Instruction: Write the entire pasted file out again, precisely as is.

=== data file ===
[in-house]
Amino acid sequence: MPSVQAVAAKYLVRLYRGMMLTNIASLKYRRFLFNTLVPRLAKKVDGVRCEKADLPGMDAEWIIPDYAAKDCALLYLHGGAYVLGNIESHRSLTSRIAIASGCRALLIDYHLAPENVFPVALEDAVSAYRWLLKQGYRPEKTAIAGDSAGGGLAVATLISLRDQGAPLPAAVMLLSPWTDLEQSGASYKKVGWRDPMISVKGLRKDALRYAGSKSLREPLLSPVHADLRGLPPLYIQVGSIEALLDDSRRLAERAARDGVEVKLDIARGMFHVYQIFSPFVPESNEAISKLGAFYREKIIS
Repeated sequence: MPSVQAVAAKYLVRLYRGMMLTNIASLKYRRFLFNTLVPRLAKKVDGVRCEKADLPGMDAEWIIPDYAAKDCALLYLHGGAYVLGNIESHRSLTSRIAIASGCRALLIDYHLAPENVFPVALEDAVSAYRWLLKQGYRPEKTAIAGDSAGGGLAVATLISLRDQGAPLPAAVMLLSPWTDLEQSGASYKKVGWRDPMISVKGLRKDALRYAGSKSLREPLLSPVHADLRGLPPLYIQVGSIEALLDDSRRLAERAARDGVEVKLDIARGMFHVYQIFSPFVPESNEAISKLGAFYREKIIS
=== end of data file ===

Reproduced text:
[in-house]
Amino acid sequence: MPSVQAVAAKYLVRLYRGMMLTNIASLKYRRFLFNTLVPRLAKKVDGVRCEKADLPGMDAEWIIPDYAAKDCALLYLHGGAYVLGNIESHRSLTSRIAIASGCRALLIDYHLAPENVFPVALEDAVSAYRWLLKQGYRPEKTAIAGDSAGGGLAVATLISLRDQGAPLPAAVMLLSPWTDLEQSGASYKKVGWRDPMISVKGLRKDALRYAGSKSLREPLLSPVHADLRGLPPLYIQVGSIEALLDDSRRLAERAARDGVEVKLDIARGMFHVYQIFSPFVPESNEAISKLGAFYREKIIS
Repeated sequence: MPSVQAVAAKYLVRLYRGMMLTNIASLKYRRFLFNTLVPRLAKKVDGVRCEKADLPGMDAEWIIPDYAAKDCALLYLHGGAYVLGNIESHRSLTSRIAIASGCRALLIDYHLAPENVFPVALEDAVSAYRWLLKQGYRPEKTAIAGDSAGGGLAVATLISLRDQGAPLPAAVMLLSPWTDLEQSGASYKKVGWRDPMISVKGLRKDALRYAGSKSLREPLLSPVHADLRGLPPLYIQVGSIEALLDDSRRLAERAARDGVEVKLDIARGMFHVYQIFSPFVPESNEAISKLGAFYREKIIS